FIRST trial: Lenalidomide with dexamethasone beats standard chemotherapy for multiple myeloma

1. Progression-free survival was improved by about 3 months with continuous lenalidomide-dexamethasone compared to standard melphalan-prednisone-thalidomide.

2. Overall survival was also better with continuous lenalidomide-dexamethasone compared to melphalan-prednisone-thalidomide.

Evidence Rating Level: 1 (Excellent)

Study Rundown: Multiple myeloma (MM) is a disease of plasma cells. Over proliferation of these antibody-producing white blood cells can damage both bones and bone marrow, leading to bone pain, atypical fractures and anemia due to bone marrow dysfunction. The MM cells also produce large amounts of antibodies, which may accumulate in the kidney and other tissues, leading to dysfunction.

MM can be treated with either chemotherapy alone or chemotherapy and a bone marrow transplant. Several chemotherapy regimen are available for MM patients who are not candidates for bone marrow transplantation, including melphalan-prednisone-thalidomide (MPT). More recent data suggested that lenalidomide and low-dose dexamethasone (Ld) may be effective and safe as a first-line chemotherapy regimen for MM.

This study found that Ld given continuously until disease progression was more effective at prolonging progression-free survival than either Ld given for 18 cycles or MPT given for 12 cycles. There was also a modest, but statistically significant improvement in overall survival associated with continuous Ld versus MPT. Additionally, continuous Ld was associated with a decreased risk of low white blood cell counts, but a higher risk of infection.

The strengths of this study include its large size (about 1600 patients) and the fact that it also included data on the performance of Ld for 18 cycles in relation to continuous Ld and MPT. There are many regimens for MM available, along with several others currently under investigation. More study will be needed to find the most effective therapy.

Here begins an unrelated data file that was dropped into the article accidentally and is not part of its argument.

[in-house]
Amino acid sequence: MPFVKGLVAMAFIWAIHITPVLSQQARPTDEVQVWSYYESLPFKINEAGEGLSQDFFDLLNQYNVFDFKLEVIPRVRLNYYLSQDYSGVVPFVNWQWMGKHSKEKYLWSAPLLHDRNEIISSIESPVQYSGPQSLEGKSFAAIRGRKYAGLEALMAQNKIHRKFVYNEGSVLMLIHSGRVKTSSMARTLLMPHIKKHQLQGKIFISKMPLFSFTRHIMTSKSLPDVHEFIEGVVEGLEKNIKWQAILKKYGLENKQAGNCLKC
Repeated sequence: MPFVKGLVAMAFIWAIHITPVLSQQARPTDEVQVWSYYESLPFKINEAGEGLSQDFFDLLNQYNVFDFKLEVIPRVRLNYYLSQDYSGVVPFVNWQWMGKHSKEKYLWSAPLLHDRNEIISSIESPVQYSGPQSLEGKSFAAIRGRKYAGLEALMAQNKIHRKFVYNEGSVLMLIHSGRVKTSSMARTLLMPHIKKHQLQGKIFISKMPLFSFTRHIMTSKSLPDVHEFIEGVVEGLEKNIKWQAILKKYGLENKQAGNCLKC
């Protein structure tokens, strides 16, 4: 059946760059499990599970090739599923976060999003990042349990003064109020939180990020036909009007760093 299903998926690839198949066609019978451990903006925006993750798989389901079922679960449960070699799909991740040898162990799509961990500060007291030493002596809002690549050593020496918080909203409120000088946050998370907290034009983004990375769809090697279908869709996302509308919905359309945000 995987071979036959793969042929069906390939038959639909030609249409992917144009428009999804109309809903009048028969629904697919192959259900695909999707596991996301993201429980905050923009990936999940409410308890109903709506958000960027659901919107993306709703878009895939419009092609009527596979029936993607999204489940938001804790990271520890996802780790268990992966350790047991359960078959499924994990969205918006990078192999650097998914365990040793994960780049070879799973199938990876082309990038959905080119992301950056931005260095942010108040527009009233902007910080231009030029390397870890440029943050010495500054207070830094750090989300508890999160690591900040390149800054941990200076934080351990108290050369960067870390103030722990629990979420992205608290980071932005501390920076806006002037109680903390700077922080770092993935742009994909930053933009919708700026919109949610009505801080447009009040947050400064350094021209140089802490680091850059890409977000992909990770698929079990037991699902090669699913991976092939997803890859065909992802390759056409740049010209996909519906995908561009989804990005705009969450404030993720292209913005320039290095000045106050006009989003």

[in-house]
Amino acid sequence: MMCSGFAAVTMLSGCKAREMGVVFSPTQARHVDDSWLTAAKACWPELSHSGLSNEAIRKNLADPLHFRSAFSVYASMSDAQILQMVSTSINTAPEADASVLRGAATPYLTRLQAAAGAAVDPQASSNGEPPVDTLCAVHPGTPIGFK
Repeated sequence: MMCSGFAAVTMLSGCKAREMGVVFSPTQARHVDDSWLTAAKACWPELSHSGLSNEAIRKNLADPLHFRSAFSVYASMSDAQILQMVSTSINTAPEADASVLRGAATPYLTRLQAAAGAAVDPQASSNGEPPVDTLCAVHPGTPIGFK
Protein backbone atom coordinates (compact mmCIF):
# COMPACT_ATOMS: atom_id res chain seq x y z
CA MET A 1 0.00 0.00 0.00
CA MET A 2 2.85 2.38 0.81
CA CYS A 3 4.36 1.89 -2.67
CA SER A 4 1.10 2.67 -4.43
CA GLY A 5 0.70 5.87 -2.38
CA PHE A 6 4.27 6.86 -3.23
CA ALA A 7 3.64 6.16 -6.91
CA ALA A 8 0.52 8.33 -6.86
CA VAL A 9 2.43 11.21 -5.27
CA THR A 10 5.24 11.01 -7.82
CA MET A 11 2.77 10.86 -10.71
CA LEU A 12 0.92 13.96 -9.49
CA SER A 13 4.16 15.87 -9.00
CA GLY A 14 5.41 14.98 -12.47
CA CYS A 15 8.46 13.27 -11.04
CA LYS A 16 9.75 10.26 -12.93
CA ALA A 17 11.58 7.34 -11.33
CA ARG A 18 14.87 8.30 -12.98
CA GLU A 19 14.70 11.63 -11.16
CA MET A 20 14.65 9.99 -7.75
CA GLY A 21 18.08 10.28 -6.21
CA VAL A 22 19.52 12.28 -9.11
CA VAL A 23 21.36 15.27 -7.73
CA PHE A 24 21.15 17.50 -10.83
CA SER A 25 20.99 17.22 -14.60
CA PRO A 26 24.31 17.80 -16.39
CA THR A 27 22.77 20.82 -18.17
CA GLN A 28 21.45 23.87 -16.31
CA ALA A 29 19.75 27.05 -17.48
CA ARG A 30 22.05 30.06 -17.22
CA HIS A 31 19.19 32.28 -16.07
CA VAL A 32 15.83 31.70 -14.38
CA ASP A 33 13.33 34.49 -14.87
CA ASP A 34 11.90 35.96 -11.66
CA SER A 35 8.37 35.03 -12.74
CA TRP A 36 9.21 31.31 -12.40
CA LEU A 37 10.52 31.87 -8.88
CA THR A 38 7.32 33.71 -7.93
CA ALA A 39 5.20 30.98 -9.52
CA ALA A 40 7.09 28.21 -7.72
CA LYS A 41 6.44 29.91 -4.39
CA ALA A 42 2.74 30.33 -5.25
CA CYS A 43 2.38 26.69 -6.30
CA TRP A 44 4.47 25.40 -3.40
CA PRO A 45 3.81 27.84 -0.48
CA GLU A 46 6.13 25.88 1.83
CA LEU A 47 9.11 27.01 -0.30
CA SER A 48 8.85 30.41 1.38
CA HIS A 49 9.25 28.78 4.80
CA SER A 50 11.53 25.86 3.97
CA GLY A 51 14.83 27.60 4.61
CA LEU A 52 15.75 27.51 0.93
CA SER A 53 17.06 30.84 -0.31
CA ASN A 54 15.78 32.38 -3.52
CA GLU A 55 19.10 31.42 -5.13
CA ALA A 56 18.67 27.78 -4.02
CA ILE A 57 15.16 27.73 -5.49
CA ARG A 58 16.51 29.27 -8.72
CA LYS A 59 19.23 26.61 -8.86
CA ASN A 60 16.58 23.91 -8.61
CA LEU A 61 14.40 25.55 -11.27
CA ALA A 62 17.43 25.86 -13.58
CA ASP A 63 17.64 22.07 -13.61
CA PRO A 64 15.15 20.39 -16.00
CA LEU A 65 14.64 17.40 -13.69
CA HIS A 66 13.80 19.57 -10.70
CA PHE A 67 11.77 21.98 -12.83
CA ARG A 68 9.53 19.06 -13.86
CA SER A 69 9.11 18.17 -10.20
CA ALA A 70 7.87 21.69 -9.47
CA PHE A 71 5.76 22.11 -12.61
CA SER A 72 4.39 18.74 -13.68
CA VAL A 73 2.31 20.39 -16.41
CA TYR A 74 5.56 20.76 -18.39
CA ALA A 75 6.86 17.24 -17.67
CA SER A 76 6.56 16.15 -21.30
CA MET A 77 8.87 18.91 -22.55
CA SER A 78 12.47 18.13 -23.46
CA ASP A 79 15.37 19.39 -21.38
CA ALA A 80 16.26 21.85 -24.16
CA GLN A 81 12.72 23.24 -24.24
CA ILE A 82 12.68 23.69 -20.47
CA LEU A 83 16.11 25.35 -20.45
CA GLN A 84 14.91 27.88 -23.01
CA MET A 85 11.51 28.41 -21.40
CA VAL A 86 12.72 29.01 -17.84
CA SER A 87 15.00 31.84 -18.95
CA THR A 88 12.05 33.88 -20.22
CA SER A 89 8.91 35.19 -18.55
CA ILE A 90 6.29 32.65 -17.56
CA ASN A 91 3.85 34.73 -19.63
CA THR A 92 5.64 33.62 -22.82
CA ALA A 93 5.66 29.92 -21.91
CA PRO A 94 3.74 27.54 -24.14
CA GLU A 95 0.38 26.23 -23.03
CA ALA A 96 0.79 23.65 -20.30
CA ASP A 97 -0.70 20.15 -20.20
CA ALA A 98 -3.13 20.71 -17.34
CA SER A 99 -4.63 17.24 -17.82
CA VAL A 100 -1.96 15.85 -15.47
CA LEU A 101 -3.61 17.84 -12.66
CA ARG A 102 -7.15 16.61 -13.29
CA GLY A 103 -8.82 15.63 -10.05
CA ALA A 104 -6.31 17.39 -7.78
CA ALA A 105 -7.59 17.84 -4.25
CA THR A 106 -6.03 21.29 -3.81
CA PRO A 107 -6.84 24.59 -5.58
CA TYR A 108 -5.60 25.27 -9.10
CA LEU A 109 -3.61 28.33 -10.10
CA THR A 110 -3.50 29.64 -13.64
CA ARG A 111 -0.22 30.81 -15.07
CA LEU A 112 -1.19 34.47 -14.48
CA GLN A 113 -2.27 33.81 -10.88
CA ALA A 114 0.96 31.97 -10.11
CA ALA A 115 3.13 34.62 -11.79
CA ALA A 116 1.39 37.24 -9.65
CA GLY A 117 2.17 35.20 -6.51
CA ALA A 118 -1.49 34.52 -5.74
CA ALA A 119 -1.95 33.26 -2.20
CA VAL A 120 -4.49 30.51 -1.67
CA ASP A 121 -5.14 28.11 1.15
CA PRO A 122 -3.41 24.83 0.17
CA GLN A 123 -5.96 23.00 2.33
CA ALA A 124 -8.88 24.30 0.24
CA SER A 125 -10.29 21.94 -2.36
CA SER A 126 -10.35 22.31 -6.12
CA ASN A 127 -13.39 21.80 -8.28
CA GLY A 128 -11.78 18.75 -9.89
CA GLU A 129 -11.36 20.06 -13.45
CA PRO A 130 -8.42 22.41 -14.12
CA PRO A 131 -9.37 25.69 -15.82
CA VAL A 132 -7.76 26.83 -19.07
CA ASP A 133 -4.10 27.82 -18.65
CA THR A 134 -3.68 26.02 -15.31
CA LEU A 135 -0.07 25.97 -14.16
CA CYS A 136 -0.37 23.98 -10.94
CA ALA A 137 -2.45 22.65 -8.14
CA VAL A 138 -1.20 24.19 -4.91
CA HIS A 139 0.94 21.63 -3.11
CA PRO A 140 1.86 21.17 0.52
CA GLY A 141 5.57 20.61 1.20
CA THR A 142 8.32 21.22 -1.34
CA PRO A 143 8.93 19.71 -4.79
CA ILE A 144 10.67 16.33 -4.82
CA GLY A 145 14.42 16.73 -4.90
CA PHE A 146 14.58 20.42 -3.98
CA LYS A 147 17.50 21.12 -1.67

Click to read the study, published today in NEJM

Click to read the accompanying editorial in NEJM

Relevant Reading: Lenalidomide plus high-dose dexamethasone versus lenalidomide plus low-dose dexamethasone as initial therapy for newly diagnosed multiple myeloma: an open-label randomised controlled trial

In-Depth [randomized controlled trial]: This study randomized 1623 patients to three groups: continuous Ld, 18 cycles of Ld, and MPT. Patients were well matched at baseline. Median progression- free survival was about 3 months longer in the continuous Ld regimen versus MPT. Progression-free survival was about 4 months longer in continuous Ld versus 18 cycles of Ld. Patients treated with continuous Ld had greater progression-free survival as compared to those treated with MPT (hazard ratio 0.72; 95%confidence interval, 0.61 to 0.85; P<0.001). The continuous Ld group as well as the 18 cycles of Ld group both had greater response rates than the MPT group (75%, 73%, and 62%; P<0.001 for both comparisons). Overall survival at 4 years was 59% with continuous Ld and 51% with MPT (p=0.02). The incidence of grade 3 and 4 adverse events was similar between continuous Ld and MPT (85% and 89%). Neutropenia was less common with Ld (28% vs. 45%), but infections were more common (29% vs. 17%).

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